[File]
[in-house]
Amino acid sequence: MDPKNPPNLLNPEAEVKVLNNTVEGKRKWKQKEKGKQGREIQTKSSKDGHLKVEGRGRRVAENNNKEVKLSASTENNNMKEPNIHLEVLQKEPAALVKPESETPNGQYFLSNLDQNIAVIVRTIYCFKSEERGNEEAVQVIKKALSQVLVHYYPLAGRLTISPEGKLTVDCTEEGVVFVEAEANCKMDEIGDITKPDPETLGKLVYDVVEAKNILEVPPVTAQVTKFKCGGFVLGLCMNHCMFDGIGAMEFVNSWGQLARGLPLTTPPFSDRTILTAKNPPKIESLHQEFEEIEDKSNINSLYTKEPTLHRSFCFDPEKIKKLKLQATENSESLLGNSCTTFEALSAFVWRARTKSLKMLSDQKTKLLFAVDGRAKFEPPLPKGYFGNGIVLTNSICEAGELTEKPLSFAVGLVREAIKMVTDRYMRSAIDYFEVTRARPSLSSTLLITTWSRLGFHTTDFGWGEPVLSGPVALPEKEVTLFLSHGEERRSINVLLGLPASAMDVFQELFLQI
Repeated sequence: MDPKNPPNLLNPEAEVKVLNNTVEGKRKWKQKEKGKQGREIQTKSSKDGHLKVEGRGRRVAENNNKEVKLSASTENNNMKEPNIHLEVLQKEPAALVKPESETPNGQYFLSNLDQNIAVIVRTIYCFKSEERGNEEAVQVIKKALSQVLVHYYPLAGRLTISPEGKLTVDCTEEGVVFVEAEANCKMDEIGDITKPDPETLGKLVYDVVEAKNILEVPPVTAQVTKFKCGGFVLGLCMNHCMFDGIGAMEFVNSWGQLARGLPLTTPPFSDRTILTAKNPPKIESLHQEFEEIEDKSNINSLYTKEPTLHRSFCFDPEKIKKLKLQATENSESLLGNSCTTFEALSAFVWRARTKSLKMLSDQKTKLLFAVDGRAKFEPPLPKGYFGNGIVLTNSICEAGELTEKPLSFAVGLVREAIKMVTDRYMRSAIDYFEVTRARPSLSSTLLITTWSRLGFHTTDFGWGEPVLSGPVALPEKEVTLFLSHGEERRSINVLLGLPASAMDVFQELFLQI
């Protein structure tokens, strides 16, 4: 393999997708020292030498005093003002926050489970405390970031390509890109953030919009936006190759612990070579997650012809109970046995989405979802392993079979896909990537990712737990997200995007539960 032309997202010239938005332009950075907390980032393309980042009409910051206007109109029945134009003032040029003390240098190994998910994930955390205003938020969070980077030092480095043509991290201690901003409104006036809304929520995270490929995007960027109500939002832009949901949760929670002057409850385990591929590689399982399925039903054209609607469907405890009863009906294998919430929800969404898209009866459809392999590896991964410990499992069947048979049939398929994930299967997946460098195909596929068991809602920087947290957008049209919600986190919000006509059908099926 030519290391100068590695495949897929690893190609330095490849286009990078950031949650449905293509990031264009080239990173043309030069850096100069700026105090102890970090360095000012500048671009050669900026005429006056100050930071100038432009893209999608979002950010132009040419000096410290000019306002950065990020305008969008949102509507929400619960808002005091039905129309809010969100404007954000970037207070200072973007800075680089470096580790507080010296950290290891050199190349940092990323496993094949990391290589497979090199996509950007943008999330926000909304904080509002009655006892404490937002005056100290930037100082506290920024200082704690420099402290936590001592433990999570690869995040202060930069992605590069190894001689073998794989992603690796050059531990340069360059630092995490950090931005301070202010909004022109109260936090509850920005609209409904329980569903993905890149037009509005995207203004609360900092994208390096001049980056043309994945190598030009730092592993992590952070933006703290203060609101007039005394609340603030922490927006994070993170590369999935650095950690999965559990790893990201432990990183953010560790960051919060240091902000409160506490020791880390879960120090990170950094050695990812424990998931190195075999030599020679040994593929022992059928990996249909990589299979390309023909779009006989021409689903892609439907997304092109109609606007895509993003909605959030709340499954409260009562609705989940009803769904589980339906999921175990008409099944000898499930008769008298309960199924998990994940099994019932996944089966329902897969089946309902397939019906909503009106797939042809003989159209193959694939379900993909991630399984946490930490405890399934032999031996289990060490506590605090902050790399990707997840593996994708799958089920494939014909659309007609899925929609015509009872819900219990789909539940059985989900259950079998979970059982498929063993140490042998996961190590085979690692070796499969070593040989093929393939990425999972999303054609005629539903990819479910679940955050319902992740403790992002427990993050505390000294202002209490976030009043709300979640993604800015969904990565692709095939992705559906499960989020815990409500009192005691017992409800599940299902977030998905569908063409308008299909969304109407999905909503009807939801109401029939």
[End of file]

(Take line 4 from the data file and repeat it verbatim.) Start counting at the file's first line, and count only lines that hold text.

């Protein structure tokens, strides 16, 4: 393999997708020292030498005093003002926050489970405390970031390509890109953030919009936006190759612990070579997650012809109970046995989405979802392993079979896909990537990712737990997200995007539960 032309997202010239938005332009950075907390980032393309980042009409910051206007109109029945134009003032040029003390240098190994998910994930955390205003938020969070980077030092480095043509991290201690901003409104006036809304929520995270490929995007960027109500939002832009949901949760929670002057409850385990591929590689399982399925039903054209609607469907405890009863009906294998919430929800969404898209009866459809392999590896991964410990499992069947048979049939398929994930299967997946460098195909596929068991809602920087947290957008049209919600986190919000006509059908099926 030519290391100068590695495949897929690893190609330095490849286009990078950031949650449905293509990031264009080239990173043309030069850096100069700026105090102890970090360095000012500048671009050669900026005429006056100050930071100038432009893209999608979002950010132009040419000096410290000019306002950065990020305008969008949102509507929400619960808002005091039905129309809010969100404007954000970037207070200072973007800075680089470096580790507080010296950290290891050199190349940092990323496993094949990391290589497979090199996509950007943008999330926000909304904080509002009655006892404490937002005056100290930037100082506290920024200082704690420099402290936590001592433990999570690869995040202060930069992605590069190894001689073998794989992603690796050059531990340069360059630092995490950090931005301070202010909004022109109260936090509850920005609209409904329980569903993905890149037009509005995207203004609360900092994208390096001049980056043309994945190598030009730092592993992590952070933006703290203060609101007039005394609340603030922490927006994070993170590369999935650095950690999965559990790893990201432990990183953010560790960051919060240091902000409160506490020791880390879960120090990170950094050695990812424990998931190195075999030599020679040994593929022992059928990996249909990589299979390309023909779009006989021409689903892609439907997304092109109609606007895509993003909605959030709340499954409260009562609705989940009803769904589980339906999921175990008409099944000898499930008769008298309960199924998990994940099994019932996944089966329902897969089946309902397939019906909503009106797939042809003989159209193959694939379900993909991630399984946490930490405890399934032999031996289990060490506590605090902050790399990707997840593996994708799958089920494939014909659309007609899925929609015509009872819900219990789909539940059985989900259950079998979970059982498929063993140490042998996961190590085979690692070796499969070593040989093929393939990425999972999303054609005629539903990819479910679940955050319902992740403790992002427990993050505390000294202002209490976030009043709300979640993604800015969904990565692709095939992705559906499960989020815990409500009192005691017992409800599940299902977030998905569908063409308008299909969304109407999905909503009807939801109401029939």